Why does Paul want us to do this? Did you see it there: ‘This is truly the way to worship God?’ There are those who attend church regularly, but maybe do not worship. Then there are those who rarely darken the church doors, but continuously worship.

This interruption to our way of life need not disrupt our connection with God when we understand that all of life is worship.

How do we know if a quality is a principle or not?

Covey says a quick rule of thumb for testing if a quality is a universal, unchanging and unchangeable principle, we should try to imagine living in a world where the opposite is the rule and practice. For example, what would it be like working for a company (or being part of a family) where everyone wanted to control, rather than empower, each other? And what about being in a team (or a relationship) where nobody cared?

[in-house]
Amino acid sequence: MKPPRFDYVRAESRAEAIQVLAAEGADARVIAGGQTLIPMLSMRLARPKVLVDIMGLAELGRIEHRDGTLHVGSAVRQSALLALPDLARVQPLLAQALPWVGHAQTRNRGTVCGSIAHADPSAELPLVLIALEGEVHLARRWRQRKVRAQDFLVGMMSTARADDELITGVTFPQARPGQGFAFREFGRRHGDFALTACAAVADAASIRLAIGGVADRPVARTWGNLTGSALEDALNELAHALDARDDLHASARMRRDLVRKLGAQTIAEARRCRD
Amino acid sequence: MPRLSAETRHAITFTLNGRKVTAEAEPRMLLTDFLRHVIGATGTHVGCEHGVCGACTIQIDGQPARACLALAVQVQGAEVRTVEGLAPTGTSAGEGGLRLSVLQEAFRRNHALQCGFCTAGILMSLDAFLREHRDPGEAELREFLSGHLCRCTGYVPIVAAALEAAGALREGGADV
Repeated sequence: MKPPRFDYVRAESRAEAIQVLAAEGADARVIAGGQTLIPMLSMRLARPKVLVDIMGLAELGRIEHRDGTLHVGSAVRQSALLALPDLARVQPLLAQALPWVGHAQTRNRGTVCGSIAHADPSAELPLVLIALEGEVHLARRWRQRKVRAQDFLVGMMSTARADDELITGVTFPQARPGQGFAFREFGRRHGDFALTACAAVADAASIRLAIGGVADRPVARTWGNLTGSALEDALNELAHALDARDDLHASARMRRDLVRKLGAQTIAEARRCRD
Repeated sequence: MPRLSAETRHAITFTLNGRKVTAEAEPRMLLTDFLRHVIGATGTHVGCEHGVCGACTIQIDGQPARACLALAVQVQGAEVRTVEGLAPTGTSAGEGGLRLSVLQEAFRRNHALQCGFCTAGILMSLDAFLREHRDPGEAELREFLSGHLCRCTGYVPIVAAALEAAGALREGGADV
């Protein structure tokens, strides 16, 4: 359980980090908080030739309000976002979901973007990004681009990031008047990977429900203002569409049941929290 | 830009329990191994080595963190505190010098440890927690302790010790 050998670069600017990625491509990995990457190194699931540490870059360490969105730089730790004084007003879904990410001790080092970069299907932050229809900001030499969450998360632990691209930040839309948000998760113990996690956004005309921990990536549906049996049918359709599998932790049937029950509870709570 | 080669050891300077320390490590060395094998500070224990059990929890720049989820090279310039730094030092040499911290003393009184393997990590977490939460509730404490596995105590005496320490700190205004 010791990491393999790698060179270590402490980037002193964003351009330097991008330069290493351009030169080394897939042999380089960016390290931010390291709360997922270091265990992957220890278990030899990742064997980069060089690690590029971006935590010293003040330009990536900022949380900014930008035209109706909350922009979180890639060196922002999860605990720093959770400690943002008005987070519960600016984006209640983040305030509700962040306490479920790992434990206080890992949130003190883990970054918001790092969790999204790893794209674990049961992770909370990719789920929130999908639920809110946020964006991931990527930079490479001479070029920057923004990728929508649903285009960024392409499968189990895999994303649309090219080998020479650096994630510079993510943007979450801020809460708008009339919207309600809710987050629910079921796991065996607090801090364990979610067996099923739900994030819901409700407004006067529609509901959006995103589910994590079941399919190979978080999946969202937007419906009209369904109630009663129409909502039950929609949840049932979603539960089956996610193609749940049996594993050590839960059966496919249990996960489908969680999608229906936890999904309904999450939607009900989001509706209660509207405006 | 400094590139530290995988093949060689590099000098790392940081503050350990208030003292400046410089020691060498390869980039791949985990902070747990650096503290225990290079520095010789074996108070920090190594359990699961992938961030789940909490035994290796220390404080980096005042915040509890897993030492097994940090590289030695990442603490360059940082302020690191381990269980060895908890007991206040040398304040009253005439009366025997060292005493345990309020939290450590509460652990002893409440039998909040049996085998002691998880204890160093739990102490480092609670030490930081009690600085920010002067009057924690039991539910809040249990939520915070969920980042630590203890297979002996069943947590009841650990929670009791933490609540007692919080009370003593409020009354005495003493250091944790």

He says:

“Principles are guidelines for human conduct that are proven to have enduring, permanent value. They are fundamental. They’re essentially unarguable because they are self-evident. One way to quickly grasp the self-evident nature of principles is to simply consider the absurdity of attempting to live an effective life based on their opposites. I doubt that anyone would seriously consider unfairness, deceit, baseness, uselessness, mediocrity or degeneration to be a solid foundation for lasting happiness and success.” (‘The 7 Habits of Highly Effective People,’ page 35)

Christian Schwarz has a clear definition of the term, principle: “A principle-oriented approach to church development fulfils the following four criteria: